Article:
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Special Collections: Manuscripts and Archives at UCT Libraries: Welcome

A brief introduction to some of the major collections of original manuscript material that are housed in the manuscripts and archives section of Special Collections.


There is a steam engine on top of Table Mountain.

To find out how it got there, peruse the Terence Timoney Papers (BC1430).



The Bleek and Lloyd Collection (BC151) is listed on UNESCO's Memory of the World Register.



The campus was at times a site of struggle during the 70s and 80s.


A photograph from our BUZV collection documenting the history of UCT.


One of the many beautiful botanical paintings in our collection.


Who we are and what we do

UCT Libraries Special Collections Division consists of three collections - the African Studies collection, the Rare Books collection, and the Manuscripts and Archives collection. The Manuscripts and Archives collection has an extensive collection of original research material relating to the political, social, cultural and economic history of the Western Cape, as well as regions further afield.

Collection development policy

The Manuscripts & Archives Department collects original research material relating to the political, social, cultural and economic history of Southern Africa, with a strong focus on the Western Cape. The collections support research by a wide range of scholars including academics, postgraduates, undergraduates, and other researchers whose work relies on primary resource materials and manuscripts.

This Department has the primary responsibility, on behalf of the University, for preserving original archival collections, in all media, including traditional paper-based collections, digital records and film, photographic and sound archives. Hence it is the permanent archival home for the University’s special collections.

Although the chief responsibility is to the University of Cape Town, the Manuscripts & Archives Department also serves scholars at national and international levels. Consequently, it draws visiting scholars to the University of Cape Town and enhances the University’s reputation as a centre for scholarship.

By acting as a responsible custodian of Southern African archival collections, the Manuscripts & Archives Department plays an important role in the preservation of our national heritage.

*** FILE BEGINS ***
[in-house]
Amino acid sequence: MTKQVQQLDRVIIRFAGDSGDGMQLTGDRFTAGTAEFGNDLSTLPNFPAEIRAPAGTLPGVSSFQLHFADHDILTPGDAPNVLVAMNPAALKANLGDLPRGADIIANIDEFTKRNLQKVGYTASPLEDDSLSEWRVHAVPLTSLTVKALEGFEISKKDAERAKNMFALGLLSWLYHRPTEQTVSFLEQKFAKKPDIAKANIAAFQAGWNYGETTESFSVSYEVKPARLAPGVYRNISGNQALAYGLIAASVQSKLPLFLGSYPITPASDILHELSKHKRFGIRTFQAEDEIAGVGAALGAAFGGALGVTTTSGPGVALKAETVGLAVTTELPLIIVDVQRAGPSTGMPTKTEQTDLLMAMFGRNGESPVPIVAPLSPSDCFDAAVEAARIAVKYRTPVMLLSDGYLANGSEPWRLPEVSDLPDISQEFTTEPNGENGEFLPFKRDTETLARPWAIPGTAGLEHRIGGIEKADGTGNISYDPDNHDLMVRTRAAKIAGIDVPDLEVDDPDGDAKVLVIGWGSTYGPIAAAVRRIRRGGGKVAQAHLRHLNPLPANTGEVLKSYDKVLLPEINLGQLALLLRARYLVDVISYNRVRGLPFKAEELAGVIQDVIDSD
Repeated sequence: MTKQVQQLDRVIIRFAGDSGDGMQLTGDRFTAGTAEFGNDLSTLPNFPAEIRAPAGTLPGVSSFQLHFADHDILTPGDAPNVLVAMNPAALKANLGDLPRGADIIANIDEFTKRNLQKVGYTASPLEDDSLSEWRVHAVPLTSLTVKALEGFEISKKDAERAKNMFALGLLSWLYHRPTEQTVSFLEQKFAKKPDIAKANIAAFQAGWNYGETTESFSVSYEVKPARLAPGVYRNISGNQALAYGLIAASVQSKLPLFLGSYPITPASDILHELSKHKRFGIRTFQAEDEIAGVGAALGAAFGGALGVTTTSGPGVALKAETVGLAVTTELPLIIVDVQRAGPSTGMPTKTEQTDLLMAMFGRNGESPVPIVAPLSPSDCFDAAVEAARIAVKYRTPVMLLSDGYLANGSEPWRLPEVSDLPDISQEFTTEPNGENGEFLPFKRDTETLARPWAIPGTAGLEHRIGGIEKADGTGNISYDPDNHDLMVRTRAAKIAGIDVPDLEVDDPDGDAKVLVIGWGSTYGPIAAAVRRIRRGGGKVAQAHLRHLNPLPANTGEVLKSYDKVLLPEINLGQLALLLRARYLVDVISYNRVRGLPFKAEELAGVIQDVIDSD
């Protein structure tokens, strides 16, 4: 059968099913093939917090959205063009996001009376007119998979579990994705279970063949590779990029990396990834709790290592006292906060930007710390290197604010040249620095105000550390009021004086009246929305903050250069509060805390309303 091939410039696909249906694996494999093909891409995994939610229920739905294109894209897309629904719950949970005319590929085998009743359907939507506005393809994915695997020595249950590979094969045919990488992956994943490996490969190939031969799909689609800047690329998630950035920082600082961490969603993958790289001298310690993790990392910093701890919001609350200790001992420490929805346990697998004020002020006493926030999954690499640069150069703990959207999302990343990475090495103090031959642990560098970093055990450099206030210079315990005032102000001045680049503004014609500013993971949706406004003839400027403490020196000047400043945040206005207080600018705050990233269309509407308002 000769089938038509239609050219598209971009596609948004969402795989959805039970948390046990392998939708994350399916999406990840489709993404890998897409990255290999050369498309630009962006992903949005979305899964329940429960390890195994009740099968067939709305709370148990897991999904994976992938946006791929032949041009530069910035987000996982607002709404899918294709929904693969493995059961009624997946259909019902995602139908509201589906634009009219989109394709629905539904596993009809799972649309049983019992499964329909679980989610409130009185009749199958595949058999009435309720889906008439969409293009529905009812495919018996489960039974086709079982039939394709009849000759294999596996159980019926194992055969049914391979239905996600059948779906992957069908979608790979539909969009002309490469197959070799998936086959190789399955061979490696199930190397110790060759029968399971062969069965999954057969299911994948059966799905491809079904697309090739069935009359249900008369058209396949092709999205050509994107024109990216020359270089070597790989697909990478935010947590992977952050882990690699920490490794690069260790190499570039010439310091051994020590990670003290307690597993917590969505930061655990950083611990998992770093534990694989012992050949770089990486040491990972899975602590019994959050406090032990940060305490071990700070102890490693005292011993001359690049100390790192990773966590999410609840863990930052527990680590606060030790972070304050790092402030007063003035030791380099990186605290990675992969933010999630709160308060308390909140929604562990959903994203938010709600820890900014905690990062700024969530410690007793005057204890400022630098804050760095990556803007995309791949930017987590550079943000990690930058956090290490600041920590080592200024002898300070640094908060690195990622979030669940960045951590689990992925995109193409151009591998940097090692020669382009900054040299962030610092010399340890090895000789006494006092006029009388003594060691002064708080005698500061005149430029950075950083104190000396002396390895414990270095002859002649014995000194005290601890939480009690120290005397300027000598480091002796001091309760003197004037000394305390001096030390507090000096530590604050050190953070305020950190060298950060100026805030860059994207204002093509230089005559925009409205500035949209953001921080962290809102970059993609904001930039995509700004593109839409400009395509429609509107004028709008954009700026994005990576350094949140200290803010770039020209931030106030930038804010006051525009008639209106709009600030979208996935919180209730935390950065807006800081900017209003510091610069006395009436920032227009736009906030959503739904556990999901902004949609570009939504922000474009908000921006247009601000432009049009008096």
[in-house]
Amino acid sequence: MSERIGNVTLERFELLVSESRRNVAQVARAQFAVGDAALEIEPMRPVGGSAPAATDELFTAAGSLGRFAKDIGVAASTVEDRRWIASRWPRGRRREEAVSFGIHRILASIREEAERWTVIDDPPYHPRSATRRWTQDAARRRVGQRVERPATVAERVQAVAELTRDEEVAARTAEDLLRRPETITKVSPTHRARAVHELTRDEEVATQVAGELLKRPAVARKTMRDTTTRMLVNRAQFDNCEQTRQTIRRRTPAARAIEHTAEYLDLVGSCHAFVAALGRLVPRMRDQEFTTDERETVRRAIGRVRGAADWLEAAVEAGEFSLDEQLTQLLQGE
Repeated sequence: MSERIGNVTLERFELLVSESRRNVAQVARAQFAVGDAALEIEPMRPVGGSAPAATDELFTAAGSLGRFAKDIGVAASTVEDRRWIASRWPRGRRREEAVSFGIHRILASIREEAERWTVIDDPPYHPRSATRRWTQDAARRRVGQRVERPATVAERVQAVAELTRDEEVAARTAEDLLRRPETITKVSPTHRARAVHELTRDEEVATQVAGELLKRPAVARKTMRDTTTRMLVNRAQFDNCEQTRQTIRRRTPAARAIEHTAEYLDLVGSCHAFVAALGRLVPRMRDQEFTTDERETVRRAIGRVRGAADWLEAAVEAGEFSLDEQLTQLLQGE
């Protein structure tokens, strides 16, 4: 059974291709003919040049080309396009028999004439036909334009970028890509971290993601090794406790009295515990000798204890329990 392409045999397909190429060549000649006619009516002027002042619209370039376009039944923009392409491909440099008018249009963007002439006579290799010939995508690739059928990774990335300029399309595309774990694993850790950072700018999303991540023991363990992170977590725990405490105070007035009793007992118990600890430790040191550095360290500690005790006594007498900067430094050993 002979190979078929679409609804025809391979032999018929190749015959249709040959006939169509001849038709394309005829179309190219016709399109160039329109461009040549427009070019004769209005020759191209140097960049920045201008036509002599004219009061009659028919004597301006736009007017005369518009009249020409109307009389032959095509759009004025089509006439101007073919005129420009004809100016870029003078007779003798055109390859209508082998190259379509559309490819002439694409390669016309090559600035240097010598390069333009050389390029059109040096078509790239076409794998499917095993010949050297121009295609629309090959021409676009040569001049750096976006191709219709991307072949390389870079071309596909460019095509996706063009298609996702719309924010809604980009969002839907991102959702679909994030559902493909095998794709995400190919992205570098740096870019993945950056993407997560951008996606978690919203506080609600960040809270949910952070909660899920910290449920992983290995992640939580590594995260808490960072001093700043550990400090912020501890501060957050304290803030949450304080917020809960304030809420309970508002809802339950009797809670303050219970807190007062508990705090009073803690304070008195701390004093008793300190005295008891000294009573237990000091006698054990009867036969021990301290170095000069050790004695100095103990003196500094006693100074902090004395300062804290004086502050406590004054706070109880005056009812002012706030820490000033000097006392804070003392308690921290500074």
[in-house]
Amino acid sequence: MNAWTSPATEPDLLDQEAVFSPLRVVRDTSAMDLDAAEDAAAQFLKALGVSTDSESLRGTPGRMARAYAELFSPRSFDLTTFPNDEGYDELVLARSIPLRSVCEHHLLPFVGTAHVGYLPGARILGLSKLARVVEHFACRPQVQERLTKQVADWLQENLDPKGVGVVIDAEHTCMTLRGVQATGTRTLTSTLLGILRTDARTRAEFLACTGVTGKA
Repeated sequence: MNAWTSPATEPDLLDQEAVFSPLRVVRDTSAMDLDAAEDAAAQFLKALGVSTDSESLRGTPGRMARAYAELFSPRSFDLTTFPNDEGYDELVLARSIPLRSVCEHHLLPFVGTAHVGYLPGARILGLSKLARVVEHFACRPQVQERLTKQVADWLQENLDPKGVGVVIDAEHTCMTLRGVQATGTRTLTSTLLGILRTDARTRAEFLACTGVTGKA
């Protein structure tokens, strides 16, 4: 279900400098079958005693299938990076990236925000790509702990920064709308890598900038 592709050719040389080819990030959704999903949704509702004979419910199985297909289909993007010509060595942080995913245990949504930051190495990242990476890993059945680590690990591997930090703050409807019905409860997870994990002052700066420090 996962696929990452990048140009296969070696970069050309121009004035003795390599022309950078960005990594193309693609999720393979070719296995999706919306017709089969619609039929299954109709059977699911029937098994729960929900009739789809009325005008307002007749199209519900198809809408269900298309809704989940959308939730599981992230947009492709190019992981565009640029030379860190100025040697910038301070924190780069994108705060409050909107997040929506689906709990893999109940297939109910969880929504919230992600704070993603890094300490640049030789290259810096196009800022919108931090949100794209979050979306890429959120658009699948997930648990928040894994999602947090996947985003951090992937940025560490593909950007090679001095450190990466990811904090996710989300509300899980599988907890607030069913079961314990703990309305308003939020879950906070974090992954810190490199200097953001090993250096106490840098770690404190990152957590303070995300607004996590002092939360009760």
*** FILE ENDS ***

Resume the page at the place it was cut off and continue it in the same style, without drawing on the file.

Collecting Rationale

The Manuscripts & Archives Department’s primary responsibility is to serve the research needs of faculty and students at the University of Cape Town. To this end, it seeks to collect in subject areas which reflect the major research thrusts of this University, which represent ongoing research interests, or which are the focus of interdisciplinary programs.

Collections are acquired on the basis of their value for current and potential future research at this University. Acquisitions that do not fall into existing collecting areas are sometimes made in anticipation of new emphases.

Primary collecting areas

Subjects covered include, but are not limited to, South African written and oral history, politics, social history, economic history, art, music, dance, film, photography, education, literature and language, botany, architecture and scientific and medical history.

Examples of current collection areas include:

  • Personal papers of people prominent in the above areas or whose papers constitute an important record of Southern African social history;
  • Papers of communities not strongly represented in this or other archives;
  • Corporate papers of non-governmental organizations, companies and institutions prominent in the above areas;
  • Personal and research papers of UCT academics;
  • Non-administrative records relating to the history of UCT;
  • UCT student and departmental publications;
  • Architectural collections of leading South African architects, in particular, those involved with UCT and/or the built environment of the Western Cape;
  • Papers and record books of ethnic and religious communities and papers of individuals prominent in these communities;
  • Manuscript music scores and personal papers of South African composers;
  • Papers relating to labour and trade, and the records of labour unions;
  • Oral history of South Africa;
  • Papers and other media associated with important social, historical, or cultural issues or movements;
  • Visual records of social, cultural, or historical importance, such as documentary film and photography.

Types of records collected and that are our particular strengths:

  • Manuscripts
  • Photographs (prints, negatives and slides);
  • Archival film footage;
  • Sound recordings;
  • Digital records;
  • Prints and drawings;
  • Artefacts, where they strongly relate to collections;
  • Artworks, where they strongly relate to collections or are historical records in their own right.

The Manuscripts & Archives Department does not accept collections that are closed to public access in perpetuity.

Where to find us

We are situated in the J.W. Jagger Library, which was recently restored. The entrance is on Library Road.

Our opening hours are as follows:

Term hours

Weekdays 08h30 to 18h00

Saturdays 09h00 to 13h00

Vacation hours

Weekdays 08h30 to 17h00

Saturdays 09h00 to 12h30

Reading room     

The newly restored reading room